I met Nadine at while at Ragdale, an artist’s residency in Illinois She’s a poet. Her husband is a scientist working in research at the Kinsey Institute. Somehow, during our morning coffee, the subject of condoms came up. I said, “Nadine, this may come as no great surprise to you, but I have been collecting humorous condom packaging for about 20 years.”
I thought that condom packaging was the perfect expression of our obsession with sex and our discomfort with it. Sex often brings up a nervous giggle. After all, we do refer to sex as “doing the nasty” and we do laugh at the oddness of our positions and the sounds we make.
We eat in public and in fact pay a fortune to do so at a restaurant where the atmosphere and the food promise sensuality and pleasure, but we make the double-backed monster in private and not paying for it is a badge of honor. Nor do we return our partner when the promised pleasure isn’t what we hoped for… Well, not immediately.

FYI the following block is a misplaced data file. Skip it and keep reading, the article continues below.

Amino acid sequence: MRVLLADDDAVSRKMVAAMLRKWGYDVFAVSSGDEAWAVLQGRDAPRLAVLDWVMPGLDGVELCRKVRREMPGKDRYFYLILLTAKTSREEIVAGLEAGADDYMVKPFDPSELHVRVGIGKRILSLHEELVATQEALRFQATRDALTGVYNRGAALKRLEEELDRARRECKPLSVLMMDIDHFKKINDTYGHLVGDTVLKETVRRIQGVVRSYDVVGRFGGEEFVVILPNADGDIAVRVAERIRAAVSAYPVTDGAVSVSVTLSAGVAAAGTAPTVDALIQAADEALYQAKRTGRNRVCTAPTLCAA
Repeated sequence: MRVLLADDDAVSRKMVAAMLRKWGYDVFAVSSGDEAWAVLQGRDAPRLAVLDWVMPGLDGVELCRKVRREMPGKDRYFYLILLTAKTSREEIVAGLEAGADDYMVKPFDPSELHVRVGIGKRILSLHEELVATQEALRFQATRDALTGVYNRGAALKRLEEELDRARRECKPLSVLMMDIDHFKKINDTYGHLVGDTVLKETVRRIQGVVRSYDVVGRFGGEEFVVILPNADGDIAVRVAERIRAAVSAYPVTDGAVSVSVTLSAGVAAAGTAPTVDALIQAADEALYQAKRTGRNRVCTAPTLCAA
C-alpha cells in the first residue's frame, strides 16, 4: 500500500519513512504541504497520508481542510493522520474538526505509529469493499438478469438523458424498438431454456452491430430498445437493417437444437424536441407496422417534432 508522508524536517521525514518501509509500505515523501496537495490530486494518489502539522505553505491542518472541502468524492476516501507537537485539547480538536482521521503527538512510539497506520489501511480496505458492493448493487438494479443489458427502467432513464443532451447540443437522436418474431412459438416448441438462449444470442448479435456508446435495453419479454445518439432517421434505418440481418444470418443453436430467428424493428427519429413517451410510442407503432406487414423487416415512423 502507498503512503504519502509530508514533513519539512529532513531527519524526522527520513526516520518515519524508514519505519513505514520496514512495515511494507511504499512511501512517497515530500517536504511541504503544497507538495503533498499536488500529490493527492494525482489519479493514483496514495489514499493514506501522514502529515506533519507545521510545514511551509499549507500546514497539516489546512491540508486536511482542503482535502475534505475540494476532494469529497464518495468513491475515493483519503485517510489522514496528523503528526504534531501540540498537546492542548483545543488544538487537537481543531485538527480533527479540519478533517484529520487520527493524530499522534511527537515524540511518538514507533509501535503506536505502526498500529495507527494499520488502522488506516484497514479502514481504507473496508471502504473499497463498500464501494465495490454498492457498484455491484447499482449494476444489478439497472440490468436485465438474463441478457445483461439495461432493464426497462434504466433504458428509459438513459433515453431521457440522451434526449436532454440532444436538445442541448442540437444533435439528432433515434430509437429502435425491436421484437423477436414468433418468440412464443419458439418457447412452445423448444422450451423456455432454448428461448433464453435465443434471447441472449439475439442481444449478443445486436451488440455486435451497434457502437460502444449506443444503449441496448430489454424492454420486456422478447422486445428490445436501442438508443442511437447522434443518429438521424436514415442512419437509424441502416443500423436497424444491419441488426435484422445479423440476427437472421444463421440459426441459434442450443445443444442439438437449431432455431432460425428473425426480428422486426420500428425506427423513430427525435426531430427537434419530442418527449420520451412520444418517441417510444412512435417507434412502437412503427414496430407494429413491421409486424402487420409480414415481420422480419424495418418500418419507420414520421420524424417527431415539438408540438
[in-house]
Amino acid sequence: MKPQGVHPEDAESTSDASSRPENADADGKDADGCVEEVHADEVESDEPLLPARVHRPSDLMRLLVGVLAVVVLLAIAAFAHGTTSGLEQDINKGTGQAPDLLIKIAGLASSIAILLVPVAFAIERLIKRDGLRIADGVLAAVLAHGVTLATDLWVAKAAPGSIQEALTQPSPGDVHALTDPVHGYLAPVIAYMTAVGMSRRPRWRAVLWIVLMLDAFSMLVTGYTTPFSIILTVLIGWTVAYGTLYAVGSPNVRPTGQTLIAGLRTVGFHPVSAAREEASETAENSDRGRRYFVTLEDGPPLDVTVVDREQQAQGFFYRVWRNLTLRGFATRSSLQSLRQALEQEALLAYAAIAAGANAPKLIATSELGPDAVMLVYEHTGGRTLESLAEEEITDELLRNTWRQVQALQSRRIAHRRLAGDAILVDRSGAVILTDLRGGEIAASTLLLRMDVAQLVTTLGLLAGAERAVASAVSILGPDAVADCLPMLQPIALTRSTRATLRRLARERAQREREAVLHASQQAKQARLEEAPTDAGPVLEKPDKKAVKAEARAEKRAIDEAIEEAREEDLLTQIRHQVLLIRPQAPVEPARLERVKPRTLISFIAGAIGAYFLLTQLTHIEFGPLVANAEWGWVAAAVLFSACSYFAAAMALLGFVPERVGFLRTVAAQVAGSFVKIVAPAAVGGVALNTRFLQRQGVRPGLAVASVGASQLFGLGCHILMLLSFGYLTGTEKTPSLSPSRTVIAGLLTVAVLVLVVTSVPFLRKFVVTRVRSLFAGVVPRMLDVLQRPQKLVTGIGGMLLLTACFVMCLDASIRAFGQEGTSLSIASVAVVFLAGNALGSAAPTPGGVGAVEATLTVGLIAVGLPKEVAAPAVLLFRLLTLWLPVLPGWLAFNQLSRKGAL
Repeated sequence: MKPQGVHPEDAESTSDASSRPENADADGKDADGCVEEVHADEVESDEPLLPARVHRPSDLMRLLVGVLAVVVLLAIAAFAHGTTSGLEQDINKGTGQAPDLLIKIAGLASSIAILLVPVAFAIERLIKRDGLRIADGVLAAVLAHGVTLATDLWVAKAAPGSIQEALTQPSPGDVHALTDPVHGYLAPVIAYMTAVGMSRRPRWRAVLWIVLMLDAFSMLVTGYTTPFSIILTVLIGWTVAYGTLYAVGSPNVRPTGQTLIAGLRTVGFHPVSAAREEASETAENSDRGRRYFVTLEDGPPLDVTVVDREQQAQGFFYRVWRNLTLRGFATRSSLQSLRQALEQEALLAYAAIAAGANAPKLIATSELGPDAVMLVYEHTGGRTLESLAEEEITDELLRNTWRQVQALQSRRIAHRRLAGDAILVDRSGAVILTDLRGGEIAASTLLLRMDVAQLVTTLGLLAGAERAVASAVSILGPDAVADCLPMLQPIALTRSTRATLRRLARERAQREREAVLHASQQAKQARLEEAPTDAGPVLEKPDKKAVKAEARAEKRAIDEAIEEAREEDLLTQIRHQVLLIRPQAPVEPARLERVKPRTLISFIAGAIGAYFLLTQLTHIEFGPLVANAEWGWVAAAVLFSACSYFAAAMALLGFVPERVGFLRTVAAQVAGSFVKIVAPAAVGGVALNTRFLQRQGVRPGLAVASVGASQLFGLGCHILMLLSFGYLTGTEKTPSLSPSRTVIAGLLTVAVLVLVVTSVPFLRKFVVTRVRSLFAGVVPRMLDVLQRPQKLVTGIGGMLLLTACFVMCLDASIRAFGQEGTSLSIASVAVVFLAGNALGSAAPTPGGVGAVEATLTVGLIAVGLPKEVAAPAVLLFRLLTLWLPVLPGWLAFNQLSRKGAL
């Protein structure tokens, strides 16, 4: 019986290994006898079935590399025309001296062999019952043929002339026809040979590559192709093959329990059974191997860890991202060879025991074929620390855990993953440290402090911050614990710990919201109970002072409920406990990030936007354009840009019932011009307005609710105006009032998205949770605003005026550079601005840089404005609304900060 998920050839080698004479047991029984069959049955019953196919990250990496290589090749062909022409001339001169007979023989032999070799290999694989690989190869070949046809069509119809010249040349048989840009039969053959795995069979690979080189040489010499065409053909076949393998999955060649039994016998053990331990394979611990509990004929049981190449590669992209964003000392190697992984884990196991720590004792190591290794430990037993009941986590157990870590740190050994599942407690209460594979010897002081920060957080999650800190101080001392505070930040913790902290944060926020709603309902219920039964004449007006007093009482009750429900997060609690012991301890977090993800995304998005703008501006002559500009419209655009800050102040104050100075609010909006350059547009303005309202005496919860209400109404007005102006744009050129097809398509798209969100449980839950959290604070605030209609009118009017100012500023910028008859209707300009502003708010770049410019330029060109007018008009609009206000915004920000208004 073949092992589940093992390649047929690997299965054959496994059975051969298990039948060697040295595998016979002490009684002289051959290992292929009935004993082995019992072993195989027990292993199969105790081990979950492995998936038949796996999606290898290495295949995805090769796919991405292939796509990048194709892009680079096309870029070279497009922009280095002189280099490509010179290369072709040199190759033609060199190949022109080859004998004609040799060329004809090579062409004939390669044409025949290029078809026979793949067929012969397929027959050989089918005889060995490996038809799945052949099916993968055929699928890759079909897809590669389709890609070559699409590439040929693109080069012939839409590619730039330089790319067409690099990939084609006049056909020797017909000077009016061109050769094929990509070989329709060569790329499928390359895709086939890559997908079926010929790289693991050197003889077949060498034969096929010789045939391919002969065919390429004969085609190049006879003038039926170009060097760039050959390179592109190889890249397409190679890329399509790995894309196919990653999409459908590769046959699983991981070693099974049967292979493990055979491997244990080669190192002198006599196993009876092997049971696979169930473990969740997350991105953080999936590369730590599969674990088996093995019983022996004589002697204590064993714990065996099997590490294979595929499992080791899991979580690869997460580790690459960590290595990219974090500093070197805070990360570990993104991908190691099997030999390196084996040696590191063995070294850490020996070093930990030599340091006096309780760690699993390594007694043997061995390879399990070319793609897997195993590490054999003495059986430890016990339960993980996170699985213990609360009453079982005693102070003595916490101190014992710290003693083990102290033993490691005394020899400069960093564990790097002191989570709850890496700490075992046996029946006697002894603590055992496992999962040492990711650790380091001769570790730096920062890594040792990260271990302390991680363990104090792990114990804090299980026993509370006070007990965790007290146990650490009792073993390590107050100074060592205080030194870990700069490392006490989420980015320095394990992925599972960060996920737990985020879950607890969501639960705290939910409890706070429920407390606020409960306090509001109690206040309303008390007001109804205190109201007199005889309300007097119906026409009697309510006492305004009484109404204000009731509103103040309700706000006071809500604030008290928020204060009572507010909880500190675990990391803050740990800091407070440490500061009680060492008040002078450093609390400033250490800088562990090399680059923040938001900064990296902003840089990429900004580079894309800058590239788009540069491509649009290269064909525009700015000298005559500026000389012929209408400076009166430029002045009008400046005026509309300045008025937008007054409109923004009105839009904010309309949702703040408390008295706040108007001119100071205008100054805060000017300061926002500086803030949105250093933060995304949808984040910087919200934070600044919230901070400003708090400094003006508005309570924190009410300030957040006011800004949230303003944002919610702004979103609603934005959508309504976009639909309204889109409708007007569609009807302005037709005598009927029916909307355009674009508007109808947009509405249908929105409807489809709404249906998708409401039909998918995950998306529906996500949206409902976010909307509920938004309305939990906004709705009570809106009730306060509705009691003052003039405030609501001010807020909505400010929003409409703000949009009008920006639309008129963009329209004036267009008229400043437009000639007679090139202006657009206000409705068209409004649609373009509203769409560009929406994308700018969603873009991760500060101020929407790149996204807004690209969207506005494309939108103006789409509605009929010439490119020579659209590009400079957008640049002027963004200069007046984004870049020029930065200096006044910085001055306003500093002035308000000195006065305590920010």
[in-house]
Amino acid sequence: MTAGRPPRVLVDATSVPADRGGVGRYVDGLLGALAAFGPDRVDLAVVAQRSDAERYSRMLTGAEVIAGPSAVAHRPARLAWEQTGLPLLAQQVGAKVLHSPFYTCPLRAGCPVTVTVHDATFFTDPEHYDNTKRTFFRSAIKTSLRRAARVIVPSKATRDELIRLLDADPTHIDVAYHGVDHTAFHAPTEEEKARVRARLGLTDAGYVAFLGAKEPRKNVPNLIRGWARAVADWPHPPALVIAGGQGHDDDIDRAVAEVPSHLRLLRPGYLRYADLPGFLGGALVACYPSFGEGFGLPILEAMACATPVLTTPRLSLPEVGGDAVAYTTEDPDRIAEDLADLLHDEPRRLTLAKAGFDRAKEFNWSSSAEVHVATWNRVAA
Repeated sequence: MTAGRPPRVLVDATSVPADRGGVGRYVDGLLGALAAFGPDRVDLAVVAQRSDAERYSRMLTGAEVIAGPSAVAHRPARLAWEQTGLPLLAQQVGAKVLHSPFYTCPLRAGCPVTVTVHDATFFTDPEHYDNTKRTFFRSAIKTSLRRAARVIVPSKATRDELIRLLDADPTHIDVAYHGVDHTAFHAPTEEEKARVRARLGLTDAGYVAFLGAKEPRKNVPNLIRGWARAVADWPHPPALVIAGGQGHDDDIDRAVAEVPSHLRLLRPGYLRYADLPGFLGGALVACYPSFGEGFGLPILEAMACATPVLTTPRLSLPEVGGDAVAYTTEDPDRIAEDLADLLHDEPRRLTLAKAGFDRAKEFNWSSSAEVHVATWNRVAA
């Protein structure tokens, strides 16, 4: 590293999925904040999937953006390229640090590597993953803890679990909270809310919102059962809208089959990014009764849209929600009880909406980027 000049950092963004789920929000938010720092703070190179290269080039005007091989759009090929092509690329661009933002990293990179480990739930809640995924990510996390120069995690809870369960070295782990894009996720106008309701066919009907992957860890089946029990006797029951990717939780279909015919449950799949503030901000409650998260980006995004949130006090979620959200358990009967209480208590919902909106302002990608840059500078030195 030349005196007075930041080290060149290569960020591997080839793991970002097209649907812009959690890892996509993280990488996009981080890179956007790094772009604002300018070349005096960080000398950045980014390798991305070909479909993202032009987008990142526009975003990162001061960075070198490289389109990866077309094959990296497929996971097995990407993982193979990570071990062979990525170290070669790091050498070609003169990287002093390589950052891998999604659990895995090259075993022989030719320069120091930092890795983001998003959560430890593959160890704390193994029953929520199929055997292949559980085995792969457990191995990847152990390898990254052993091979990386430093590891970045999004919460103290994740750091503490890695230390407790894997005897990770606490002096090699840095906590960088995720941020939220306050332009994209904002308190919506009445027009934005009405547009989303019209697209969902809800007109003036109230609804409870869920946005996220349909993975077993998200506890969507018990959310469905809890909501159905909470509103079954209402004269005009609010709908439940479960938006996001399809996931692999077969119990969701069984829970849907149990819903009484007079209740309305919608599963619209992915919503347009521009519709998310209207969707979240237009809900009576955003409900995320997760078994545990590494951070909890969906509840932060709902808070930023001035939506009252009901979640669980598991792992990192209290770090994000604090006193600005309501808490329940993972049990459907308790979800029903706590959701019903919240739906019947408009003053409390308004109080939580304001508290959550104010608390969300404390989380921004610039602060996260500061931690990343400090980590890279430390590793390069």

I thought that when condoms were no longer necessary for disease protection or as a contraceptive, my collection would be worth an extraordinary amount on Ebay. I don’t know what I thought was going to replace those two necessary functions, but I haven’t read anything about it in the NY Times so I assume science hasn’t caught up with my fantasy.
Anyway, Nadine was not at all surprised that I collected condom packaging. She commiserated with the me over not cashing in on my collection by auctioning it at Sotheby’s and suggested that I do something noble by donating it to the Kinsey Institute and so I have.
Dear Ms. Hollander,
Thank you so much for your generous donation of your unique collection of condom packages and sex toys to The Kinsey Institute. I am very pleased to add these materials to our research collection. Although we have been acquiring condoms and other artifacts since the institute was founded in 1947, we did not have any of the items found in your collection. We will make these materials available to researchers, as we also may feature them in upcoming exhibitions in the Kinsey Institute Gallery.